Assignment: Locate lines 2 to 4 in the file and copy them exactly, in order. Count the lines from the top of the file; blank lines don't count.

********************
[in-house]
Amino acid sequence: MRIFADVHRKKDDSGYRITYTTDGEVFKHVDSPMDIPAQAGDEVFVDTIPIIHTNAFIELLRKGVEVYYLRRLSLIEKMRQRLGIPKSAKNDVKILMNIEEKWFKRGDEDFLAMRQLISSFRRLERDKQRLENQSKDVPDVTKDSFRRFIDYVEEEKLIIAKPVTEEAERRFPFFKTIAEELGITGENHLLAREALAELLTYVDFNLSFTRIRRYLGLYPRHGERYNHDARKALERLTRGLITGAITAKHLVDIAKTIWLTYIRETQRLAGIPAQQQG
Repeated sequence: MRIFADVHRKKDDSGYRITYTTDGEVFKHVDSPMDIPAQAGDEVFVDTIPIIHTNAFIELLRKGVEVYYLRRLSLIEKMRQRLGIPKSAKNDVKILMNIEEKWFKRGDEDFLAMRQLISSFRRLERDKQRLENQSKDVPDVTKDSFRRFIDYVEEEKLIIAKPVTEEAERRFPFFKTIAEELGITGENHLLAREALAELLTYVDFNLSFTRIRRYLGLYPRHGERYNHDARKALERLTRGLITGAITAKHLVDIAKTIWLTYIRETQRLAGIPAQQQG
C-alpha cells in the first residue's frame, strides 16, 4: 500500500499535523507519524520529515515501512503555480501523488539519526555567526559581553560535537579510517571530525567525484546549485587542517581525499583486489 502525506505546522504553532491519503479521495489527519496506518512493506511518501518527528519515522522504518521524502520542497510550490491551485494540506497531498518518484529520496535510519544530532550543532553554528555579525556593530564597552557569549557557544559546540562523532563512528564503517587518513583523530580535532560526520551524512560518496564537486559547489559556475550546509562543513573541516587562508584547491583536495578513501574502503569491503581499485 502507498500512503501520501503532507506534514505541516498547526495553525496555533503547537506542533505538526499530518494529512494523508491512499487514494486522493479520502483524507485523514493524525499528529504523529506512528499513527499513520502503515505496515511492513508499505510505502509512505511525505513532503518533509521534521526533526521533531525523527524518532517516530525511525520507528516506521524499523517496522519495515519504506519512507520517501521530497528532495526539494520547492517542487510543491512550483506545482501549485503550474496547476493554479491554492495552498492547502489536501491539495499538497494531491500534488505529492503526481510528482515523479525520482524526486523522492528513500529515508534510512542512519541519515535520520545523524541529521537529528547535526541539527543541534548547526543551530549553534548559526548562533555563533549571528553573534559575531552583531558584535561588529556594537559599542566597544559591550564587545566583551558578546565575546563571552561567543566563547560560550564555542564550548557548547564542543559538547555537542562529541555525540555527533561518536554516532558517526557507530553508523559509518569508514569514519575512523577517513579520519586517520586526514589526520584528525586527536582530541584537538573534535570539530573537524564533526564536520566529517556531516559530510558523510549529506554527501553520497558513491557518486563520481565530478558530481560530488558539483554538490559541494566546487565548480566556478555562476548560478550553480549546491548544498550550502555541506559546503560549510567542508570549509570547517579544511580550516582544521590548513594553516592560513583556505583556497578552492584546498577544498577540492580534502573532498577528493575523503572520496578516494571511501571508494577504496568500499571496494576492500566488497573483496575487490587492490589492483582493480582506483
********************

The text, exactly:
Amino acid sequence: MRIFADVHRKKDDSGYRITYTTDGEVFKHVDSPMDIPAQAGDEVFVDTIPIIHTNAFIELLRKGVEVYYLRRLSLIEKMRQRLGIPKSAKNDVKILMNIEEKWFKRGDEDFLAMRQLISSFRRLERDKQRLENQSKDVPDVTKDSFRRFIDYVEEEKLIIAKPVTEEAERRFPFFKTIAEELGITGENHLLAREALAELLTYVDFNLSFTRIRRYLGLYPRHGERYNHDARKALERLTRGLITGAITAKHLVDIAKTIWLTYIRETQRLAGIPAQQQG
Repeated sequence: MRIFADVHRKKDDSGYRITYTTDGEVFKHVDSPMDIPAQAGDEVFVDTIPIIHTNAFIELLRKGVEVYYLRRLSLIEKMRQRLGIPKSAKNDVKILMNIEEKWFKRGDEDFLAMRQLISSFRRLERDKQRLENQSKDVPDVTKDSFRRFIDYVEEEKLIIAKPVTEEAERRFPFFKTIAEELGITGENHLLAREALAELLTYVDFNLSFTRIRRYLGLYPRHGERYNHDARKALERLTRGLITGAITAKHLVDIAKTIWLTYIRETQRLAGIPAQQQG
C-alpha cells in the first residue's frame, strides 16, 4: 500500500499535523507519524520529515515501512503555480501523488539519526555567526559581553560535537579510517571530525567525484546549485587542517581525499583486489 502525506505546522504553532491519503479521495489527519496506518512493506511518501518527528519515522522504518521524502520542497510550490491551485494540506497531498518518484529520496535510519544530532550543532553554528555579525556593530564597552557569549557557544559546540562523532563512528564503517587518513583523530580535532560526520551524512560518496564537486559547489559556475550546509562543513573541516587562508584547491583536495578513501574502503569491503581499485 502507498500512503501520501503532507506534514505541516498547526495553525496555533503547537506542533505538526499530518494529512494523508491512499487514494486522493479520502483524507485523514493524525499528529504523529506512528499513527499513520502503515505496515511492513508499505510505502509512505511525505513532503518533509521534521526533526521533531525523527524518532517516530525511525520507528516506521524499523517496522519495515519504506519512507520517501521530497528532495526539494520547492517542487510543491512550483506545482501549485503550474496547476493554479491554492495552498492547502489536501491539495499538497494531491500534488505529492503526481510528482515523479525520482524526486523522492528513500529515508534510512542512519541519515535520520545523524541529521537529528547535526541539527543541534548547526543551530549553534548559526548562533555563533549571528553573534559575531552583531558584535561588529556594537559599542566597544559591550564587545566583551558578546565575546563571552561567543566563547560560550564555542564550548557548547564542543559538547555537542562529541555525540555527533561518536554516532558517526557507530553508523559509518569508514569514519575512523577517513579520519586517520586526514589526520584528525586527536582530541584537538573534535570539530573537524564533526564536520566529517556531516559530510558523510549529506554527501553520497558513491557518486563520481565530478558530481560530488558539483554538490559541494566546487565548480566556478555562476548560478550553480549546491548544498550550502555541506559546503560549510567542508570549509570547517579544511580550516582544521590548513594553516592560513583556505583556497578552492584546498577544498577540492580534502573532498577528493575523503572520496578516494571511501571508494577504496568500499571496494576492500566488497573483496575487490587492490589492483582493480582506483